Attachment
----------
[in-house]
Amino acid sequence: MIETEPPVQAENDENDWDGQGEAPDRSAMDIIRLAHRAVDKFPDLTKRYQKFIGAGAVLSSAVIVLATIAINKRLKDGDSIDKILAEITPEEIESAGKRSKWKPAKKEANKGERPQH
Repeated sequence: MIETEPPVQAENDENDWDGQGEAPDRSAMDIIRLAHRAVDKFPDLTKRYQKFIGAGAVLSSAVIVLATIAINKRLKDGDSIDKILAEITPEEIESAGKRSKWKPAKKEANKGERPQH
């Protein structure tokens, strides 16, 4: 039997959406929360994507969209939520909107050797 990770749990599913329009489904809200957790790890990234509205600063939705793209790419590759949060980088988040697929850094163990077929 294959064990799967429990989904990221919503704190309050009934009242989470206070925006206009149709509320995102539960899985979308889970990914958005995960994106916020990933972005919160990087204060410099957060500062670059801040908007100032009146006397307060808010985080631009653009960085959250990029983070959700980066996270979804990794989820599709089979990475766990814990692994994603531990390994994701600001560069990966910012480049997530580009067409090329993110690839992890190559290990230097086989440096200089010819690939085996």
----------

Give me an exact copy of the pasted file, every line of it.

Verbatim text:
[in-house]
Amino acid sequence: MIETEPPVQAENDENDWDGQGEAPDRSAMDIIRLAHRAVDKFPDLTKRYQKFIGAGAVLSSAVIVLATIAINKRLKDGDSIDKILAEITPEEIESAGKRSKWKPAKKEANKGERPQH
Repeated sequence: MIETEPPVQAENDENDWDGQGEAPDRSAMDIIRLAHRAVDKFPDLTKRYQKFIGAGAVLSSAVIVLATIAINKRLKDGDSIDKILAEITPEEIESAGKRSKWKPAKKEANKGERPQH
């Protein structure tokens, strides 16, 4: 039997959406929360994507969209939520909107050797 990770749990599913329009489904809200957790790890990234509205600063939705793209790419590759949060980088988040697929850094163990077929 294959064990799967429990989904990221919503704190309050009934009242989470206070925006206009149709509320995102539960899985979308889970990914958005995960994106916020990933972005919160990087204060410099957060500062670059801040908007100032009146006397307060808010985080631009653009960085959250990029983070959700980066996270979804990794989820599709089979990475766990814990692994994603531990390994994701600001560069990966910012480049997530580009067409090329993110690839992890190559290990230097086989440096200089010819690939085996």